The little CCD sensor and lens in the iPhone 4S has opened up photography to the masses in a portable device and it continues to scare a lot of traditional photographers but I would encourage artisans to embrace the latest and greatest technologies. It’s what Ansel Adams would do. Check out the detail in this leaf shot, taken hand-held and post-processed with Snapseed by Nik Software. The image was resized for this blog with a special Adobe Photoshop plugin that I love very much! It’s a secret but if you message me, I’ll probably reveal it!
The iPhone 4S has a nice little camera. I’m getting hooked on the portability of this little phone and the quality of the images. You’re probably going to scoff at me, but I’ve become obsessed with iPhoneography! Stay tuned.
In a faithful bid to transform my life goals and career I’m switching from a nature-loving wilderness guide to a car salesman. It’s quite the gut-wrenching experience but it has been met with many blessings. One of them, is the ability to stay home and have a social life and more opportunities for dating the opposite sex. So the good nature that made me a tour guide will be used in a more stationary and structured environment. The fact is, I love people and I think I can handle this. During this transition, I’m learning how to market and brand myself. It’s important to succeed in life, make friends, love people, and fight for the American Dream.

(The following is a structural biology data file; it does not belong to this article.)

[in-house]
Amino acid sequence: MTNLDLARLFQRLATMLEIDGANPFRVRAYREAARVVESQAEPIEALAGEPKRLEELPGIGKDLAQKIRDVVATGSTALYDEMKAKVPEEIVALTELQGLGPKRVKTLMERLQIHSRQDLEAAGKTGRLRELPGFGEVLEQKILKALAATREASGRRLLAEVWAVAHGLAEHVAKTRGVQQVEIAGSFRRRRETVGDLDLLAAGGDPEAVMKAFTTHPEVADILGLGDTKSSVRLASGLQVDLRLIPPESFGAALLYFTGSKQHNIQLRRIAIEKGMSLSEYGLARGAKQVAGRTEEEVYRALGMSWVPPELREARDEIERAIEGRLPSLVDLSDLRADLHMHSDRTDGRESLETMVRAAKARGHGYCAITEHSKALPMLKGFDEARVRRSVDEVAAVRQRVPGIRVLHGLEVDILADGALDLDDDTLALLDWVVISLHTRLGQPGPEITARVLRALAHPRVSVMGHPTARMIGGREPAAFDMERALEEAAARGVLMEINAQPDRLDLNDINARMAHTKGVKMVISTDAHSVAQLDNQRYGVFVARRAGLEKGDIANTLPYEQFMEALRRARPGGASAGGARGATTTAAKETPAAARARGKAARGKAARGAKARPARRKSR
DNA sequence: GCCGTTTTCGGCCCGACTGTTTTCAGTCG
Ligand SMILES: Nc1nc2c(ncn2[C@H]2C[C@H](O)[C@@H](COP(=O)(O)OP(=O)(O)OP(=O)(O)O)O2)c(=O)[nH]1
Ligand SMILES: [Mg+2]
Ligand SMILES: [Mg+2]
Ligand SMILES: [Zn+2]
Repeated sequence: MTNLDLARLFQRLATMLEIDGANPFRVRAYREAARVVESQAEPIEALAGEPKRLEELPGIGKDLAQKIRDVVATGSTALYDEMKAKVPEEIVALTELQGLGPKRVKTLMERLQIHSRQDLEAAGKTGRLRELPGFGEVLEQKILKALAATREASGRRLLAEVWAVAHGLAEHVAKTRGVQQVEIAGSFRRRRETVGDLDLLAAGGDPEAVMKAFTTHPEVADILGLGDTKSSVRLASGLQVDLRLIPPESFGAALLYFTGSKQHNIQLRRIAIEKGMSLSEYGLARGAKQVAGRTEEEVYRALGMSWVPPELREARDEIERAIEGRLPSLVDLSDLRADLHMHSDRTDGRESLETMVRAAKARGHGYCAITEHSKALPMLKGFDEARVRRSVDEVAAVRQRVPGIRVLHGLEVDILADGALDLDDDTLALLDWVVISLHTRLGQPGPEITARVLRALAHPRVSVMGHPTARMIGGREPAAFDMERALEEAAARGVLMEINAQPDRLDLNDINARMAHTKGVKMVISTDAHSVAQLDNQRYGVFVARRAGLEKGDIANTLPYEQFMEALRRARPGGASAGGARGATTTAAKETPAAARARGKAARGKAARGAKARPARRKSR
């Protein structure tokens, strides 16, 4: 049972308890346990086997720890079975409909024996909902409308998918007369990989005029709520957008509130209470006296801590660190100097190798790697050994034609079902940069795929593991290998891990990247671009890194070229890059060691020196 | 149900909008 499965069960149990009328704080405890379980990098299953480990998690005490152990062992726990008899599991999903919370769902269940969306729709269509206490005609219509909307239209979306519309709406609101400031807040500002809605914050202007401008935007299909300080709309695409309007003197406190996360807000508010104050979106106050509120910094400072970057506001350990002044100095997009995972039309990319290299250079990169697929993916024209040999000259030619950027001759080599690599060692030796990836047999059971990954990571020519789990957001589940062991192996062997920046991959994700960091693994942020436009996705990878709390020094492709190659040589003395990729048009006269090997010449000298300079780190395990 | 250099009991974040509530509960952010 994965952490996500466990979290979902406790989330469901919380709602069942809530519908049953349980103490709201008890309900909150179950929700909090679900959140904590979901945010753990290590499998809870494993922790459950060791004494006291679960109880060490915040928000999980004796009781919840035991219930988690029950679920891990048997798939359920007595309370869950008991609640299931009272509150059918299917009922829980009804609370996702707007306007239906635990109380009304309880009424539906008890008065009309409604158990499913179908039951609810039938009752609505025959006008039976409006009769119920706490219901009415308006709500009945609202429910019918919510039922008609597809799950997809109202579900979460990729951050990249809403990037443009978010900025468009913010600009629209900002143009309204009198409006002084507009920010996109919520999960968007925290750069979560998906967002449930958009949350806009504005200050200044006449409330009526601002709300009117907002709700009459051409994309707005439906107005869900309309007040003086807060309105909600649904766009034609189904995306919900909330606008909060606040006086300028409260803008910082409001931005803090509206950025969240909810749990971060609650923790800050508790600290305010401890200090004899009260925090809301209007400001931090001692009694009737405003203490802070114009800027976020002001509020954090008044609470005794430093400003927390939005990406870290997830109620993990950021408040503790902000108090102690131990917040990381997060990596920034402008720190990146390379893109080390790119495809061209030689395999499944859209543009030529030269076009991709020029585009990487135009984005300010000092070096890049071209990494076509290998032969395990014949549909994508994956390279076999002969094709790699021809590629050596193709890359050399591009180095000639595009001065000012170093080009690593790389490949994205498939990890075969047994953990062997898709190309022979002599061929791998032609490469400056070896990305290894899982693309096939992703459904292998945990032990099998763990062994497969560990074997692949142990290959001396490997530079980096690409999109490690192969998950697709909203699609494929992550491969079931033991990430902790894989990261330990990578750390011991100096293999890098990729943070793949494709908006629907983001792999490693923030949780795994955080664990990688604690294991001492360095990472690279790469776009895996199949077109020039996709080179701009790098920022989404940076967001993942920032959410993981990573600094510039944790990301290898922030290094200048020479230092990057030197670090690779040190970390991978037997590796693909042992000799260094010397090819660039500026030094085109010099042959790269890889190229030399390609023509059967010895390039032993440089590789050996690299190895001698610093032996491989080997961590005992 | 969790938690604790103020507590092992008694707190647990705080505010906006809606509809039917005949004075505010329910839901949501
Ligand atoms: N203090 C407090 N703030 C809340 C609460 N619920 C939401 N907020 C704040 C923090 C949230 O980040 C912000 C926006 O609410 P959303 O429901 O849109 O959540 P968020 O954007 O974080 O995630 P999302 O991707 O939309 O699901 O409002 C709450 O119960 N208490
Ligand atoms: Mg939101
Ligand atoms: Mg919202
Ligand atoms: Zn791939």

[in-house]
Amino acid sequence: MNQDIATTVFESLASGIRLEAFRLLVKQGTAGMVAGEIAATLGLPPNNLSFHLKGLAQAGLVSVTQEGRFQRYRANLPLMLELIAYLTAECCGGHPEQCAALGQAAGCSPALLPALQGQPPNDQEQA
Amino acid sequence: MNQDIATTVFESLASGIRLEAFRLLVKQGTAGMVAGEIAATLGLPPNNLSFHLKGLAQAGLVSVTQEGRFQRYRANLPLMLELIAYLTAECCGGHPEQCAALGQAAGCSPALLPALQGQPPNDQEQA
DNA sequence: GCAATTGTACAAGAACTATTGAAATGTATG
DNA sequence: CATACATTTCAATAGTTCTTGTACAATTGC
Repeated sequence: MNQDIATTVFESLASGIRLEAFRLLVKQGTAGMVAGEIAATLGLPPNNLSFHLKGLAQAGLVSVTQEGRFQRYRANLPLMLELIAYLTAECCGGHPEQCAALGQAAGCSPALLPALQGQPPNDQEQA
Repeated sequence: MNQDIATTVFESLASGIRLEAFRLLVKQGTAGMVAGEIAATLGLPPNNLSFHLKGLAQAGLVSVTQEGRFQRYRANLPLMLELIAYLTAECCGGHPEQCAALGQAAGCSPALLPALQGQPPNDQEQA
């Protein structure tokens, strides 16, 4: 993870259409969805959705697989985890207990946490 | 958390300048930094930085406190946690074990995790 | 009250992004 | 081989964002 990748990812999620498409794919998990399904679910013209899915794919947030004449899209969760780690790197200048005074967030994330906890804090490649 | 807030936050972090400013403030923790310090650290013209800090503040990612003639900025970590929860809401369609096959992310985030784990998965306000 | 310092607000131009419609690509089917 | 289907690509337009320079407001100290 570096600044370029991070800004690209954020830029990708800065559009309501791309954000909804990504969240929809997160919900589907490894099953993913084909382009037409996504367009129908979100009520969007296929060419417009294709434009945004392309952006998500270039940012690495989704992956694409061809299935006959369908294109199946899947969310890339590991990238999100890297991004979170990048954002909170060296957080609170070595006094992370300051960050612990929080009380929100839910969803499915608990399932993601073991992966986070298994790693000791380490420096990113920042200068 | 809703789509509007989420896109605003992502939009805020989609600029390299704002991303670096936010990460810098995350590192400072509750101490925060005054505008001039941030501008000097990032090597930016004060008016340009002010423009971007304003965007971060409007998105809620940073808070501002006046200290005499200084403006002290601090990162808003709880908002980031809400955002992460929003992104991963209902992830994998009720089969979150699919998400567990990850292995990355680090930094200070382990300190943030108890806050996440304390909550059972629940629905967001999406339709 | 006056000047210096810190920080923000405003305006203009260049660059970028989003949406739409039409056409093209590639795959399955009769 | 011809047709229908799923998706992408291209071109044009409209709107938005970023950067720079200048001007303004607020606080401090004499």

A 19th century steam engine rolls out of Durango, Colorado, on it’s way to Silverton, Colorado. Both towns in the Southwest wing of the state are historic western mining camps. The billowing smoke is quite a site as the train slowly inches to speed. We live in the modern West. Much of it hasn’t changed, just our perception. One thing is for sure, an old steam engine is quite an impressive spectacle.
Parowan stands for Evil Waters according to the Southern Paiute. This is the Little Salt Lake in Parowan Valley of Southwestern Utah. Back in the long ago, it was said that a man-eating monster lived out there. Who knows? This is just what I heard. Every time I venture out across the Parowan Valley, there’s strange things to be found.